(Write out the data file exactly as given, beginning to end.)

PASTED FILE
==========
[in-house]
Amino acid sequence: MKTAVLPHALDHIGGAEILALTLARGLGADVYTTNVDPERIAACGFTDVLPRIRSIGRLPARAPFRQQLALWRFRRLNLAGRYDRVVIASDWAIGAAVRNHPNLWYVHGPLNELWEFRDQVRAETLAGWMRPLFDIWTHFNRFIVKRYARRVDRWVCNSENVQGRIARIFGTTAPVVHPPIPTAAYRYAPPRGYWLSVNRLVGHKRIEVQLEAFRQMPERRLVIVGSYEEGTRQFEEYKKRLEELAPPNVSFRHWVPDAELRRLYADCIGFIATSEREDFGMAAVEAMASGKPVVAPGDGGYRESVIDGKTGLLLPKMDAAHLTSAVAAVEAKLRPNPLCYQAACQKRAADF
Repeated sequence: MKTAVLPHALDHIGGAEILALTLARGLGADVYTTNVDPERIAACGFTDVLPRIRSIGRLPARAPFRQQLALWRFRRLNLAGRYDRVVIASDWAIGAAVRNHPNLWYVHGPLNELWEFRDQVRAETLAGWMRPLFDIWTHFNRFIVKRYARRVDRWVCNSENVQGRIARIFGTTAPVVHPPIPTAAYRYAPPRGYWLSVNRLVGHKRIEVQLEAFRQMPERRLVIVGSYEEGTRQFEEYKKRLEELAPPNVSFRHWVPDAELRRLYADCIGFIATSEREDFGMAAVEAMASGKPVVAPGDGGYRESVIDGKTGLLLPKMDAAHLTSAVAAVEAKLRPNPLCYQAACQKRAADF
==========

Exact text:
[in-house]
Amino acid sequence: MKTAVLPHALDHIGGAEILALTLARGLGADVYTTNVDPERIAACGFTDVLPRIRSIGRLPARAPFRQQLALWRFRRLNLAGRYDRVVIASDWAIGAAVRNHPNLWYVHGPLNELWEFRDQVRAETLAGWMRPLFDIWTHFNRFIVKRYARRVDRWVCNSENVQGRIARIFGTTAPVVHPPIPTAAYRYAPPRGYWLSVNRLVGHKRIEVQLEAFRQMPERRLVIVGSYEEGTRQFEEYKKRLEELAPPNVSFRHWVPDAELRRLYADCIGFIATSEREDFGMAAVEAMASGKPVVAPGDGGYRESVIDGKTGLLLPKMDAAHLTSAVAAVEAKLRPNPLCYQAACQKRAADF
Repeated sequence: MKTAVLPHALDHIGGAEILALTLARGLGADVYTTNVDPERIAACGFTDVLPRIRSIGRLPARAPFRQQLALWRFRRLNLAGRYDRVVIASDWAIGAAVRNHPNLWYVHGPLNELWEFRDQVRAETLAGWMRPLFDIWTHFNRFIVKRYARRVDRWVCNSENVQGRIARIFGTTAPVVHPPIPTAAYRYAPPRGYWLSVNRLVGHKRIEVQLEAFRQMPERRLVIVGSYEEGTRQFEEYKKRLEELAPPNVSFRHWVPDAELRRLYADCIGFIATSEREDFGMAAVEAMASGKPVVAPGDGGYRESVIDGKTGLLLPKMDAAHLTSAVAAVEAKLRPNPLCYQAACQKRAADF